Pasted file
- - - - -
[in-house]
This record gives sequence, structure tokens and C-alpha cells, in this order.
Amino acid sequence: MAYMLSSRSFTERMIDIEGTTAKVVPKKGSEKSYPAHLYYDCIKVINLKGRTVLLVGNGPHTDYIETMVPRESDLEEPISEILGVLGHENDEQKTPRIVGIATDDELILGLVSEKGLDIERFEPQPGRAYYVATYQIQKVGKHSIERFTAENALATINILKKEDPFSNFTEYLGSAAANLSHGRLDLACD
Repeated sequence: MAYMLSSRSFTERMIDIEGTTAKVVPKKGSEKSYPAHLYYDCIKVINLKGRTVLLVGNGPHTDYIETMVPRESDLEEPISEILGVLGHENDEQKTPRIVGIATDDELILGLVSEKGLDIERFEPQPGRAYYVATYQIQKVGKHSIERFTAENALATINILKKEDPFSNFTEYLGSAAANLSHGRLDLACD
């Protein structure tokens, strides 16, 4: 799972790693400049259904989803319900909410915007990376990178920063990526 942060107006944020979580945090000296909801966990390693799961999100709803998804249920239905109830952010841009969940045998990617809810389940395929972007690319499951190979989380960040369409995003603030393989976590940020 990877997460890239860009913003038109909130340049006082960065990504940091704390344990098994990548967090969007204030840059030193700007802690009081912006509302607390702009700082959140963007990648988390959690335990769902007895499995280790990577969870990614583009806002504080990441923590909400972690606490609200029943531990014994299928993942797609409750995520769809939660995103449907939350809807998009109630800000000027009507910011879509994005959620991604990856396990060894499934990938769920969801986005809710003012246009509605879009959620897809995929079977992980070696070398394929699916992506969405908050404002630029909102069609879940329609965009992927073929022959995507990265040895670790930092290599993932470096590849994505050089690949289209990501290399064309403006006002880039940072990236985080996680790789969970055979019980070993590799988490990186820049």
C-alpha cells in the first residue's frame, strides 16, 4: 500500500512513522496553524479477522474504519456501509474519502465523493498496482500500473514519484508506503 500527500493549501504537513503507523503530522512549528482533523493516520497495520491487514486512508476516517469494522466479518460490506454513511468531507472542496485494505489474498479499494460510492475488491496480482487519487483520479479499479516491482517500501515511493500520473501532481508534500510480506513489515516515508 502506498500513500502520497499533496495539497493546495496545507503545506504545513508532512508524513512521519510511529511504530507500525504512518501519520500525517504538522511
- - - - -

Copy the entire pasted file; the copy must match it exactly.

[in-house]
This record gives sequence, structure tokens and C-alpha cells, in this order.
Amino acid sequence: MAYMLSSRSFTERMIDIEGTTAKVVPKKGSEKSYPAHLYYDCIKVINLKGRTVLLVGNGPHTDYIETMVPRESDLEEPISEILGVLGHENDEQKTPRIVGIATDDELILGLVSEKGLDIERFEPQPGRAYYVATYQIQKVGKHSIERFTAENALATINILKKEDPFSNFTEYLGSAAANLSHGRLDLACD
Repeated sequence: MAYMLSSRSFTERMIDIEGTTAKVVPKKGSEKSYPAHLYYDCIKVINLKGRTVLLVGNGPHTDYIETMVPRESDLEEPISEILGVLGHENDEQKTPRIVGIATDDELILGLVSEKGLDIERFEPQPGRAYYVATYQIQKVGKHSIERFTAENALATINILKKEDPFSNFTEYLGSAAANLSHGRLDLACD
């Protein structure tokens, strides 16, 4: 799972790693400049259904989803319900909410915007990376990178920063990526 942060107006944020979580945090000296909801966990390693799961999100709803998804249920239905109830952010841009969940045998990617809810389940395929972007690319499951190979989380960040369409995003603030393989976590940020 990877997460890239860009913003038109909130340049006082960065990504940091704390344990098994990548967090969007204030840059030193700007802690009081912006509302607390702009700082959140963007990648988390959690335990769902007895499995280790990577969870990614583009806002504080990441923590909400972690606490609200029943531990014994299928993942797609409750995520769809939660995103449907939350809807998009109630800000000027009507910011879509994005959620991604990856396990060894499934990938769920969801986005809710003012246009509605879009959620897809995929079977992980070696070398394929699916992506969405908050404002630029909102069609879940329609965009992927073929022959995507990265040895670790930092290599993932470096590849994505050089690949289209990501290399064309403006006002880039940072990236985080996680790789969970055979019980070993590799988490990186820049």
C-alpha cells in the first residue's frame, strides 16, 4: 500500500512513522496553524479477522474504519456501509474519502465523493498496482500500473514519484508506503 500527500493549501504537513503507523503530522512549528482533523493516520497495520491487514486512508476516517469494522466479518460490506454513511468531507472542496485494505489474498479499494460510492475488491496480482487519487483520479479499479516491482517500501515511493500520473501532481508534500510480506513489515516515508 502506498500513500502520497499533496495539497493546495496545507503545506504545513508532512508524513512521519510511529511504530507500525504512518501519520500525517504538522511